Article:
The Groundfish Ecology Program researches commercially important marine species off the U.S. West Coast. We focus our work on conducting fishery-independent surveys (bottom, midwater, and hook and line). Data collected during these surveys are combined with information from commercial and recreational fisheries to assess marine fish populations and set sustainable fishing levels. We also focus on reducing unwanted bycatch by gear modifications and researching areas that nets cannot survey (the so-called ‘untrawlable habitat’).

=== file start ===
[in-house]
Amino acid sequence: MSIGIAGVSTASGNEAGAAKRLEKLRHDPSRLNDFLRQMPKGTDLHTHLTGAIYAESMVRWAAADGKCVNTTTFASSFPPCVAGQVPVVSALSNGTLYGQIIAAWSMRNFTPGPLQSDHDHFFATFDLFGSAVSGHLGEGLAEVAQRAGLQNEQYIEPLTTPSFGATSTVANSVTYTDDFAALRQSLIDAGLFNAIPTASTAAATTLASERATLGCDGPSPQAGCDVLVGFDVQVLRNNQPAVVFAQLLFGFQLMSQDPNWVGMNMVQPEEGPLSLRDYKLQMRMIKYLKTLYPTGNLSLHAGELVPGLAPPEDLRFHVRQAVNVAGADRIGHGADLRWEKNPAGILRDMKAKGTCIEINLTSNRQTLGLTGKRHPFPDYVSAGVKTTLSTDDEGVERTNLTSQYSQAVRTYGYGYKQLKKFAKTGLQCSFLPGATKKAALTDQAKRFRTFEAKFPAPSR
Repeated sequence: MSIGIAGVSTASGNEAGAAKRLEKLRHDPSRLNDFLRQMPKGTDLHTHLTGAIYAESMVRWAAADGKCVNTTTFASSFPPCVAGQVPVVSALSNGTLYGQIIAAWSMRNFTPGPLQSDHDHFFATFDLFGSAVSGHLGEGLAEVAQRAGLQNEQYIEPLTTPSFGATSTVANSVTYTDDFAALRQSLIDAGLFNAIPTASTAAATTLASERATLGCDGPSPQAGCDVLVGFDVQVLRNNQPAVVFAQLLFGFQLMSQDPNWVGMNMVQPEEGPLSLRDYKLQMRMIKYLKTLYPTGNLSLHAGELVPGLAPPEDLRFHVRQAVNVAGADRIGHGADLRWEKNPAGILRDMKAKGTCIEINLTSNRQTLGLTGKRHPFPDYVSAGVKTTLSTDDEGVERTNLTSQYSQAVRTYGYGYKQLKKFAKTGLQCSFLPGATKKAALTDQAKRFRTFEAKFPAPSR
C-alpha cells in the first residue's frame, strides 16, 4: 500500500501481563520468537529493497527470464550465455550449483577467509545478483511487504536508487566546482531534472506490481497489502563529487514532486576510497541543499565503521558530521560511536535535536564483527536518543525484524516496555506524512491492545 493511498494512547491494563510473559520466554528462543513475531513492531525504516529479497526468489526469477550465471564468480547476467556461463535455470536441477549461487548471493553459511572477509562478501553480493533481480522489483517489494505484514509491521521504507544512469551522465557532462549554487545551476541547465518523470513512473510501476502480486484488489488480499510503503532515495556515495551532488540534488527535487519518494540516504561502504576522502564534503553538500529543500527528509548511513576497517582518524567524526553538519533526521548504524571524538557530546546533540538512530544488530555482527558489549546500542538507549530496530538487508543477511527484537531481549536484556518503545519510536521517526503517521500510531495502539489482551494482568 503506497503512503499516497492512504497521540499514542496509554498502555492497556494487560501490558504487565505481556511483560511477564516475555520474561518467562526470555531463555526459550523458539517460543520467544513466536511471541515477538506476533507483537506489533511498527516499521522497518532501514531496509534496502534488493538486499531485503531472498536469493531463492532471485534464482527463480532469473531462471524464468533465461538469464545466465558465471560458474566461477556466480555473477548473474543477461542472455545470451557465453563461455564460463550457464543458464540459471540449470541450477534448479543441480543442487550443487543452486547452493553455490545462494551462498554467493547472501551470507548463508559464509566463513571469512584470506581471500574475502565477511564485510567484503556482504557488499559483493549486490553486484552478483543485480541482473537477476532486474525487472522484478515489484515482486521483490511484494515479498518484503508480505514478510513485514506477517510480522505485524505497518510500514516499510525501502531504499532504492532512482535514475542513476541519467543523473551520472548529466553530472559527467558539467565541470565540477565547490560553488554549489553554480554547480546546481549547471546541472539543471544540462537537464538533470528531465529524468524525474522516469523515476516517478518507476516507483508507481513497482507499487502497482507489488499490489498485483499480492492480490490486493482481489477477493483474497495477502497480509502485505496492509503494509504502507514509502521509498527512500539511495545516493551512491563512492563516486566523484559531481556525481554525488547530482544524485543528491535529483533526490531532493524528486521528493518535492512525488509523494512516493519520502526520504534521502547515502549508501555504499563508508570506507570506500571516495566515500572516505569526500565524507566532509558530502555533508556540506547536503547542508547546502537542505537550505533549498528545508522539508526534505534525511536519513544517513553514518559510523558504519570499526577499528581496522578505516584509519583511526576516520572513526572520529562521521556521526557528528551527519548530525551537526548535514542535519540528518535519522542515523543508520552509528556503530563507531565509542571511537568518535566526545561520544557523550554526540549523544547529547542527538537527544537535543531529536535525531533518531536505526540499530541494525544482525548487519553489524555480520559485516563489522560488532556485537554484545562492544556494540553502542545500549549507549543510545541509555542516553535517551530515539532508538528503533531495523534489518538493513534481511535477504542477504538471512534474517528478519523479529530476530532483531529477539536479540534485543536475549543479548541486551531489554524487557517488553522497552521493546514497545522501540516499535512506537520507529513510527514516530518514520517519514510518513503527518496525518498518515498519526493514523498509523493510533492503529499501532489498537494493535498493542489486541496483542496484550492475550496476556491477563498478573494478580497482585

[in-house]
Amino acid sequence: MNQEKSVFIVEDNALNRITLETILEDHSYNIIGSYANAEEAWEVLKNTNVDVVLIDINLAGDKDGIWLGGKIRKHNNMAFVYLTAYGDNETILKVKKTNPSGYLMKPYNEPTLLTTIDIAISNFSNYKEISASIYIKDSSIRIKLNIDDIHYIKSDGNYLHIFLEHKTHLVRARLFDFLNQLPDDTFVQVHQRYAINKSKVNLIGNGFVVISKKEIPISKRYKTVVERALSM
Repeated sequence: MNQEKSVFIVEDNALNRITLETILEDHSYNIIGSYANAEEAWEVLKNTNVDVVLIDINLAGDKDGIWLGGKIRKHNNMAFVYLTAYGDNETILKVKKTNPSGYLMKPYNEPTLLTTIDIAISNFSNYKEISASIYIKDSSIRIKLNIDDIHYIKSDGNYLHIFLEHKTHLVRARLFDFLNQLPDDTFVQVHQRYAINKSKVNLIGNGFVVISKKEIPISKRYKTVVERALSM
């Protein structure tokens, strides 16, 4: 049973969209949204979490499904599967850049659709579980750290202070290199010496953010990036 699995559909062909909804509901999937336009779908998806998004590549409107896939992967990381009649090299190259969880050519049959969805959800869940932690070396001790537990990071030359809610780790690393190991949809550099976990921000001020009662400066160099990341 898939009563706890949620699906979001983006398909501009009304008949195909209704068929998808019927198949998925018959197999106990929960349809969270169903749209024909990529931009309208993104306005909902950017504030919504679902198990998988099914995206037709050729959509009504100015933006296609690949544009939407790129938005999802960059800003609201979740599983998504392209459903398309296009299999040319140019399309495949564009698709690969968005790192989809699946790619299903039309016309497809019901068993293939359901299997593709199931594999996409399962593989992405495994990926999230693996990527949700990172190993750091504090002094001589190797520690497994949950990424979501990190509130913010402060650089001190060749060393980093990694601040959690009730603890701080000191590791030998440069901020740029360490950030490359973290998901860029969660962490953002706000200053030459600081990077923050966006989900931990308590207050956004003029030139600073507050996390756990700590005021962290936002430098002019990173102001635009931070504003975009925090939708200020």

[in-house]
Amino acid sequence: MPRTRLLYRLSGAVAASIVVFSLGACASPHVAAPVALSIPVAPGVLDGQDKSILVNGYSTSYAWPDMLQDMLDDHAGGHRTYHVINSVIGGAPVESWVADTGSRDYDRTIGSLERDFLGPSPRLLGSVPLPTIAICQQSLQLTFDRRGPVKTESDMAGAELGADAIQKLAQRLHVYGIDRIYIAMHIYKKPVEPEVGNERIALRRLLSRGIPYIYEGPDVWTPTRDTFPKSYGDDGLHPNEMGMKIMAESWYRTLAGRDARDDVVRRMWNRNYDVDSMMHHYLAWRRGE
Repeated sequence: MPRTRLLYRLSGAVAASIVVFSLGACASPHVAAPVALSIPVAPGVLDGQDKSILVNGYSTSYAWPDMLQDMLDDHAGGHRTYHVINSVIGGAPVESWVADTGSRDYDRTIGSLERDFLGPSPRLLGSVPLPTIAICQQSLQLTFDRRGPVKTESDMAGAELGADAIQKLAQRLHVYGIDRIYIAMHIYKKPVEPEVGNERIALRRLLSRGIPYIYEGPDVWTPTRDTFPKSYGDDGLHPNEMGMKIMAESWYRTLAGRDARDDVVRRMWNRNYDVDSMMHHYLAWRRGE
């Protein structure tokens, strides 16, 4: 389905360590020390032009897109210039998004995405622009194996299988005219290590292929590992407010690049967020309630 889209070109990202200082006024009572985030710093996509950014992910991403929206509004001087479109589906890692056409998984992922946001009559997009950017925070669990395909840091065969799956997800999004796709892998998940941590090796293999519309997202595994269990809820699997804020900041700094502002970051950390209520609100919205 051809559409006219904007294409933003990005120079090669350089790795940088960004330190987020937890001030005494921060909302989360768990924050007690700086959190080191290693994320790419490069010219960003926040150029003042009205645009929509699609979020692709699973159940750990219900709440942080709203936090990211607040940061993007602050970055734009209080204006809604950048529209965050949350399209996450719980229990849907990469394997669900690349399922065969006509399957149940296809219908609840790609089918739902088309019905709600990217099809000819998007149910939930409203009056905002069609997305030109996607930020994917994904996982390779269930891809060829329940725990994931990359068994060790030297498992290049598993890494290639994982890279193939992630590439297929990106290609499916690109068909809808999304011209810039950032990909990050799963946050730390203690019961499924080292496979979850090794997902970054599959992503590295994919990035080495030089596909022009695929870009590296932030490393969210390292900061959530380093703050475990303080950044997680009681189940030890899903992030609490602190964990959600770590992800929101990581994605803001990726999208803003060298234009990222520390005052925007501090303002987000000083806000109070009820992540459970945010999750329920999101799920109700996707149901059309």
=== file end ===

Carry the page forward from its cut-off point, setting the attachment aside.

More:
Our scientists work at-sea to collect acoustic, biological, environmental, oceanographic, habitat, and population data. Using a variety of sensors, fish collection techniques, and advanced acoustic and optical sampling technologies, we work to understand the distribution of groundfishes and their environment.
On land, we:
- Analyze samples collected at-sea for diet, age-and-growth, and reproduction.
- Work to increase the accuracy of distribution models.
- Continue to explore ways for better data collection and analysis.
Teams within our program frequently collaborate with the fishing industry, other NOAA science centers, the University of Washington, Oregon State University, and Fisheries and Oceans, Canada.